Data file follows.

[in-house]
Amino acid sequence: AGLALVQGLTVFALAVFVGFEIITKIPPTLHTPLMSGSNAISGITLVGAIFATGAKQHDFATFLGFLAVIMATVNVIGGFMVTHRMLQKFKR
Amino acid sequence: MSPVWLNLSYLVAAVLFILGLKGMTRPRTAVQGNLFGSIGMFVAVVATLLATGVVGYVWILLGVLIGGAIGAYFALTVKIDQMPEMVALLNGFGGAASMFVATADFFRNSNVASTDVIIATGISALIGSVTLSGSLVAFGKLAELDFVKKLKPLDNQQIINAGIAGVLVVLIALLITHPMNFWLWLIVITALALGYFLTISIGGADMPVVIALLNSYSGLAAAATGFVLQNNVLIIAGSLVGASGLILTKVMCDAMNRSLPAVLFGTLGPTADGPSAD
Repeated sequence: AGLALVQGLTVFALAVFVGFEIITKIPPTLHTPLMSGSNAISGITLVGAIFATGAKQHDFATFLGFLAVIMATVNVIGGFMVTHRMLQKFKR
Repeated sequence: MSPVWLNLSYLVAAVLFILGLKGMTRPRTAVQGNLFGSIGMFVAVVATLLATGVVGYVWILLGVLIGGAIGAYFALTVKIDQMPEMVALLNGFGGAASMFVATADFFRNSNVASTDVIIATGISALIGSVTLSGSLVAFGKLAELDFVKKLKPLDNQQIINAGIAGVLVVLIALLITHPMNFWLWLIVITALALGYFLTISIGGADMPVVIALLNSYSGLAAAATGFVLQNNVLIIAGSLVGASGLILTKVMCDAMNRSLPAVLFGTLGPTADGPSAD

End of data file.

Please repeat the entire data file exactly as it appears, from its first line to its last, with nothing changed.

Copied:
[in-house]
Amino acid sequence: AGLALVQGLTVFALAVFVGFEIITKIPPTLHTPLMSGSNAISGITLVGAIFATGAKQHDFATFLGFLAVIMATVNVIGGFMVTHRMLQKFKR
Amino acid sequence: MSPVWLNLSYLVAAVLFILGLKGMTRPRTAVQGNLFGSIGMFVAVVATLLATGVVGYVWILLGVLIGGAIGAYFALTVKIDQMPEMVALLNGFGGAASMFVATADFFRNSNVASTDVIIATGISALIGSVTLSGSLVAFGKLAELDFVKKLKPLDNQQIINAGIAGVLVVLIALLITHPMNFWLWLIVITALALGYFLTISIGGADMPVVIALLNSYSGLAAAATGFVLQNNVLIIAGSLVGASGLILTKVMCDAMNRSLPAVLFGTLGPTADGPSAD
Repeated sequence: AGLALVQGLTVFALAVFVGFEIITKIPPTLHTPLMSGSNAISGITLVGAIFATGAKQHDFATFLGFLAVIMATVNVIGGFMVTHRMLQKFKR
Repeated sequence: MSPVWLNLSYLVAAVLFILGLKGMTRPRTAVQGNLFGSIGMFVAVVATLLATGVVGYVWILLGVLIGGAIGAYFALTVKIDQMPEMVALLNGFGGAASMFVATADFFRNSNVASTDVIIATGISALIGSVTLSGSLVAFGKLAELDFVKKLKPLDNQQIINAGIAGVLVVLIALLITHPMNFWLWLIVITALALGYFLTISIGGADMPVVIALLNSYSGLAAAATGFVLQNNVLIIAGSLVGASGLILTKVMCDAMNRSLPAVLFGTLGPTADGPSAD